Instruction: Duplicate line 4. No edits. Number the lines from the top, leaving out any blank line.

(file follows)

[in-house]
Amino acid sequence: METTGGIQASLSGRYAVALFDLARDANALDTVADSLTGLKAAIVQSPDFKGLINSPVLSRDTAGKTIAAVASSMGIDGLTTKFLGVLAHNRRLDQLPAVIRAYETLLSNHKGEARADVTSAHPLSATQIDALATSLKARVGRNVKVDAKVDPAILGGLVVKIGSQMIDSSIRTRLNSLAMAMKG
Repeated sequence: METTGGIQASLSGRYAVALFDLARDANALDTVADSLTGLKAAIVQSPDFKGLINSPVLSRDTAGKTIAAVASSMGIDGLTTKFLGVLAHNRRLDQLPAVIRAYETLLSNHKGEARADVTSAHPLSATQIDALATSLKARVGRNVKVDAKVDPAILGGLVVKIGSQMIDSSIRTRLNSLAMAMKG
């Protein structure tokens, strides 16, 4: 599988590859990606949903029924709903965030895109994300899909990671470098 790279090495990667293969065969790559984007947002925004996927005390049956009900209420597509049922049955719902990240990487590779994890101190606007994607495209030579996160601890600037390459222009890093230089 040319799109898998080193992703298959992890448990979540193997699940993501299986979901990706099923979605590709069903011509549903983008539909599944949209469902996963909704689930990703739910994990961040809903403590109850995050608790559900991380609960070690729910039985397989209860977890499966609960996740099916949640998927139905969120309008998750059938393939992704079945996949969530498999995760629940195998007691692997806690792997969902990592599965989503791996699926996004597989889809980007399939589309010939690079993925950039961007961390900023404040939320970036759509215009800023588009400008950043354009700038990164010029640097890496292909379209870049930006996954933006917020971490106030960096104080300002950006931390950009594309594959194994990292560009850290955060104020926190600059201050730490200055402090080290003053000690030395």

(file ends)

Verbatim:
């Protein structure tokens, strides 16, 4: 599988590859990606949903029924709903965030895109994300899909990671470098 790279090495990667293969065969790559984007947002925004996927005390049956009900209420597509049922049955719902990240990487590779994890101190606007994607495209030579996160601890600037390459222009890093230089 040319799109898998080193992703298959992890448990979540193997699940993501299986979901990706099923979605590709069903011509549903983008539909599944949209469902996963909704689930990703739910994990961040809903403590109850995050608790559900991380609960070690729910039985397989209860977890499966609960996740099916949640998927139905969120309008998750059938393939992704079945996949969530498999995760629940195998007691692997806690792997969902990592599965989503791996699926996004597989889809980007399939589309010939690079993925950039961007961390900023404040939320970036759509215009800023588009400008950043354009700038990164010029640097890496292909379209870049930006996954933006917020971490106030960096104080300002950006931390950009594309594959194994990292560009850290955060104020926190600059201050730490200055402090080290003053000690030395």